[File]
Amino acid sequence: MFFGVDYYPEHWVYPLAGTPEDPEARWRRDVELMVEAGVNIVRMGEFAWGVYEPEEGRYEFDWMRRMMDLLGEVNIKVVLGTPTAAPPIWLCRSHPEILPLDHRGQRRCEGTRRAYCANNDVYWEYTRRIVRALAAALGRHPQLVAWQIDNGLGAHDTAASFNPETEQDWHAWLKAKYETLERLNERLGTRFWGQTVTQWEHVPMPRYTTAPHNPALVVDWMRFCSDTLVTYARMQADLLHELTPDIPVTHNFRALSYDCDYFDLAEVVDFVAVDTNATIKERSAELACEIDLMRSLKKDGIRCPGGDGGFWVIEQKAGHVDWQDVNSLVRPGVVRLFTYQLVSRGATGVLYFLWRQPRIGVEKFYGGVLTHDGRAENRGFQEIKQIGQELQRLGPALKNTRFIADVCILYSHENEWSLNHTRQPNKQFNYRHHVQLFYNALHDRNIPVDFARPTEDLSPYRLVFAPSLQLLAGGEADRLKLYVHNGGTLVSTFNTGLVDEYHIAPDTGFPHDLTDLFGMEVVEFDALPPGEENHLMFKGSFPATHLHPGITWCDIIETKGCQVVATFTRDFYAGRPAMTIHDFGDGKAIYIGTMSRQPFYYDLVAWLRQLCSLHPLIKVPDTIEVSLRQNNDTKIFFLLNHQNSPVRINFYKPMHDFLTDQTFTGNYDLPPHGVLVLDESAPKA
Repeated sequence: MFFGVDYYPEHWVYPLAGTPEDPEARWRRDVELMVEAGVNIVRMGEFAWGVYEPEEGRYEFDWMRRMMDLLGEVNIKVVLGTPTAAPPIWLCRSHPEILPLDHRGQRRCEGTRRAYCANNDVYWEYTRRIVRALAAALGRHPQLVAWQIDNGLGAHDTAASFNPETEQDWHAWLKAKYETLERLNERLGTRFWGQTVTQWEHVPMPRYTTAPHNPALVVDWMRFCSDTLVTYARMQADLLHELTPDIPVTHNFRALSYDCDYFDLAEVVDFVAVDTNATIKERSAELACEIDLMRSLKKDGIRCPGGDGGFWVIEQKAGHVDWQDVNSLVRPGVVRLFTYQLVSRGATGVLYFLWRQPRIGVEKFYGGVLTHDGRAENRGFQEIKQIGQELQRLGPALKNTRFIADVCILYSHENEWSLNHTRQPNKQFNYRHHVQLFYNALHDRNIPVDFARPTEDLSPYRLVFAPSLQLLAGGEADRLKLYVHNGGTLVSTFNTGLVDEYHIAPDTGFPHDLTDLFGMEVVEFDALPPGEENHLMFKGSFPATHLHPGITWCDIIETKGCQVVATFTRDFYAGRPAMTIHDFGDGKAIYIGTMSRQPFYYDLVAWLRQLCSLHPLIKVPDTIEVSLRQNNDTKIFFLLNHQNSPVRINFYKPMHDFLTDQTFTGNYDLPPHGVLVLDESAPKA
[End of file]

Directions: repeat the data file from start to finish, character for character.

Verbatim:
Amino acid sequence: MFFGVDYYPEHWVYPLAGTPEDPEARWRRDVELMVEAGVNIVRMGEFAWGVYEPEEGRYEFDWMRRMMDLLGEVNIKVVLGTPTAAPPIWLCRSHPEILPLDHRGQRRCEGTRRAYCANNDVYWEYTRRIVRALAAALGRHPQLVAWQIDNGLGAHDTAASFNPETEQDWHAWLKAKYETLERLNERLGTRFWGQTVTQWEHVPMPRYTTAPHNPALVVDWMRFCSDTLVTYARMQADLLHELTPDIPVTHNFRALSYDCDYFDLAEVVDFVAVDTNATIKERSAELACEIDLMRSLKKDGIRCPGGDGGFWVIEQKAGHVDWQDVNSLVRPGVVRLFTYQLVSRGATGVLYFLWRQPRIGVEKFYGGVLTHDGRAENRGFQEIKQIGQELQRLGPALKNTRFIADVCILYSHENEWSLNHTRQPNKQFNYRHHVQLFYNALHDRNIPVDFARPTEDLSPYRLVFAPSLQLLAGGEADRLKLYVHNGGTLVSTFNTGLVDEYHIAPDTGFPHDLTDLFGMEVVEFDALPPGEENHLMFKGSFPATHLHPGITWCDIIETKGCQVVATFTRDFYAGRPAMTIHDFGDGKAIYIGTMSRQPFYYDLVAWLRQLCSLHPLIKVPDTIEVSLRQNNDTKIFFLLNHQNSPVRINFYKPMHDFLTDQTFTGNYDLPPHGVLVLDESAPKA
Repeated sequence: MFFGVDYYPEHWVYPLAGTPEDPEARWRRDVELMVEAGVNIVRMGEFAWGVYEPEEGRYEFDWMRRMMDLLGEVNIKVVLGTPTAAPPIWLCRSHPEILPLDHRGQRRCEGTRRAYCANNDVYWEYTRRIVRALAAALGRHPQLVAWQIDNGLGAHDTAASFNPETEQDWHAWLKAKYETLERLNERLGTRFWGQTVTQWEHVPMPRYTTAPHNPALVVDWMRFCSDTLVTYARMQADLLHELTPDIPVTHNFRALSYDCDYFDLAEVVDFVAVDTNATIKERSAELACEIDLMRSLKKDGIRCPGGDGGFWVIEQKAGHVDWQDVNSLVRPGVVRLFTYQLVSRGATGVLYFLWRQPRIGVEKFYGGVLTHDGRAENRGFQEIKQIGQELQRLGPALKNTRFIADVCILYSHENEWSLNHTRQPNKQFNYRHHVQLFYNALHDRNIPVDFARPTEDLSPYRLVFAPSLQLLAGGEADRLKLYVHNGGTLVSTFNTGLVDEYHIAPDTGFPHDLTDLFGMEVVEFDALPPGEENHLMFKGSFPATHLHPGITWCDIIETKGCQVVATFTRDFYAGRPAMTIHDFGDGKAIYIGTMSRQPFYYDLVAWLRQLCSLHPLIKVPDTIEVSLRQNNDTKIFFLLNHQNSPVRINFYKPMHDFLTDQTFTGNYDLPPHGVLVLDESAPKA